Be a Partner in Your Heart Failure Care

You have a team working hard to keep you well but they can’t do it alone. You are an important member of the team. Be open and honest when you talk to doctors, nurses, or others. Let them know about problems you are having with the treatment plan or symptoms.

Understand your heart failure and what steps you need to manage it. Ask plenty of questions. This will help you make better decisions on a day-to-day basis. The more active you are in your care, the better the outcome will be.

Follow Your Care Plan

Daily habits can impact your heart. Understand the steps listed in your care plan such as:

  • Reach and keep a healthy weight.
  • Choose heart-healthy fats. Limit fats and cholesterol.
  • Do not drink alcohol.
  • Quit smoking.
  • Exercise regularly.

Ask for help if you are having trouble making these changes. Don’t feel embarrassed if you are. Professionals may have tools to help you. A cardiac rehabilitation program may also help. They not only teach you what habits are healthy, but also show you how to start making these changes.

Medicine and treatments can have side effects. Let your care team know about any problems you are having. The team may be able to adjust your treatment or make changes to help you cope.

Identify Problems

You will be the first to know when some symptoms start or worsen. Let your care team know about changes. Follow steps in your care plan. The sooner problems are treated, the better the outcome will be.

You may notice some changes such as:

  • Shortness of breath and problems doing day-to-day tasks
  • Dry, hacking cough
  • Increased swelling in your ankles, lower legs, and feet or belly
  • Confusion or problems thinking
  • Rapid or racing heartbeat or chest pain
  • Trouble sleeping or breathing while lying down

Others signs will need to be tracked. Follow your care plan for what you should track and how often you need to do it. Steps may include:

  • Weigh yourself every day. A sudden weight gain is a sign of trouble. Let your care team know if you have an increase of 2 to 3 pounds in a day or 5 pounds in a week.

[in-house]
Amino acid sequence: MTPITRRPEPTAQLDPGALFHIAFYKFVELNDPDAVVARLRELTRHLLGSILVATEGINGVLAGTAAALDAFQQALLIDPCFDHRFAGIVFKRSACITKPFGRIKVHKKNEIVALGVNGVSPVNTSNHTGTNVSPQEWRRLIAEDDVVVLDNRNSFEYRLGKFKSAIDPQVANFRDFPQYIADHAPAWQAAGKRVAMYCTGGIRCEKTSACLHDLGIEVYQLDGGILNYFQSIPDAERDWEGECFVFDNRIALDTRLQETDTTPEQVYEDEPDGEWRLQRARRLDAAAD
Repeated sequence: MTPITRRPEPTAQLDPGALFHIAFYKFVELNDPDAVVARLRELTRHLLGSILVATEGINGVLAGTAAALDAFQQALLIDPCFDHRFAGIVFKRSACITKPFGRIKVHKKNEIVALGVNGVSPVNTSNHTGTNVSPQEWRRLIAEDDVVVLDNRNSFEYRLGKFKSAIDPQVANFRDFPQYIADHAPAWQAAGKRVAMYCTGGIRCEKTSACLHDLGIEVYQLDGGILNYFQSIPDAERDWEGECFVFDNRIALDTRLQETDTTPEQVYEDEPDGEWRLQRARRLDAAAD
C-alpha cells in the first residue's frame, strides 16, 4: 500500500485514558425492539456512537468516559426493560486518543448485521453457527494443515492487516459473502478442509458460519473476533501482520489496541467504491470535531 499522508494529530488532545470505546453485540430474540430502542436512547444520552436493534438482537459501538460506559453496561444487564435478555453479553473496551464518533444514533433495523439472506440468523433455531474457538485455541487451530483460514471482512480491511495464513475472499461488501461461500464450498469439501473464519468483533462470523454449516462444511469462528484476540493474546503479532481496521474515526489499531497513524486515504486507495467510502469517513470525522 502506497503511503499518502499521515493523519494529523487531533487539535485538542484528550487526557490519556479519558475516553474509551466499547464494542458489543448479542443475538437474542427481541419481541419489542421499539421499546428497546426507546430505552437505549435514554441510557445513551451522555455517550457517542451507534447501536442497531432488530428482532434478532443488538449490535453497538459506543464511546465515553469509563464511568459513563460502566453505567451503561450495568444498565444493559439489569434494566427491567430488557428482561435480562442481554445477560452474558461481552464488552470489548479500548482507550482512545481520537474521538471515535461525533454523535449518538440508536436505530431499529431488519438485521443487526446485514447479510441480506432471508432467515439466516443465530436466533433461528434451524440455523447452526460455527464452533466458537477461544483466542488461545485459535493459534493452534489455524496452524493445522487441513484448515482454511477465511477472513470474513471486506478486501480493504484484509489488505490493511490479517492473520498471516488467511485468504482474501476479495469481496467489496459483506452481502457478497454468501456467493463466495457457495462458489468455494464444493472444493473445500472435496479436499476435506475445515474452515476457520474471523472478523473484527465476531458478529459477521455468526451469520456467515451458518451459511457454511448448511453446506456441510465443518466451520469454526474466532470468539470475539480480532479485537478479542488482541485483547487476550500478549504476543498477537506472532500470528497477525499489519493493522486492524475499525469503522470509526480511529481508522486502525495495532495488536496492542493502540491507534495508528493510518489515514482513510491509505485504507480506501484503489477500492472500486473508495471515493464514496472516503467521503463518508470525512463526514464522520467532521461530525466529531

• Check your blood pressure. Home devices can take the blood pressure for you. You can find blood pressure devices in pharmacies. Let your doctor know if it falls out of the range they set.
  • Track how much oxygen you need in a day.

Let your care team know if you are having trouble tracking symptoms. Keep in touch with your team. Let them know about any flare-ups you have had.

Practice Self-Care

A chronic disease can cause a lot of changes in your life. Change can be stressful. You may also withdraw from social events. Both impact your physical and mental health. Share your concerns with your care team. Let them know if anxiety or depression is making day-to-day tasks hard or you have problems with relationships. Be on the lookout for any of the following:

  • Persistent feelings of sadness, anxiety, or emptiness
  • Isolation from friends or family
  • Hopelessness
  • Trouble sleeping, waking up too early, or oversleeping
  • Loss of interest in hobbies and activities
  • Trouble concentrating, remembering, or making decisions
  • Thoughts of death or suicide, with or without suicide attempts

Know that these don't need to be part of your "normal". Treatment can help to ease these symptoms. There are also tools that may help you cope better.

Stay in Touch with Your Care Team

Open and honest talk with your care team can improve your overall wellness. The earlier you tell your care team about any problems you are having, the better it will be.


American Heart Association
Heart Failure Association of America


Heart and Stroke Foundation of Canada


Managing heart failure symptoms. American Heart Association website. Available at: Updated May 31, 2017. Accessed April 24, 2019.
Treatment options for heart failure. American Heart Association website. Available at: Updated April 30, 2017. Accessed April 24, 2019.
White M, Kirschner J, et al. Self-care guide for the heart failure patient. Circulation. 2014;129:e293-e294. Available at: Accessed April 24, 2019.
Last reviewed May 2019 by EBSCO Medical Review Board Peter Oettgen, MD
Last Updated: 10/16/2019

EBSCO Information Services is fully accredited by URAC. URAC is an independent, nonprofit health care accrediting organization dedicated to promoting health care quality through accreditation, certification and commendation.

This content is reviewed regularly and is updated when new and relevant evidence is made available. This information is neither intended nor implied to be a substitute for professional medical advice. Always seek the advice of your physician or other qualified health provider prior to starting any new treatment or with questions regarding a medical condition.

To send comments or feedback to our Editorial Team regarding the content please email us at Our Health Library Support team will respond to your email request within 2 business days.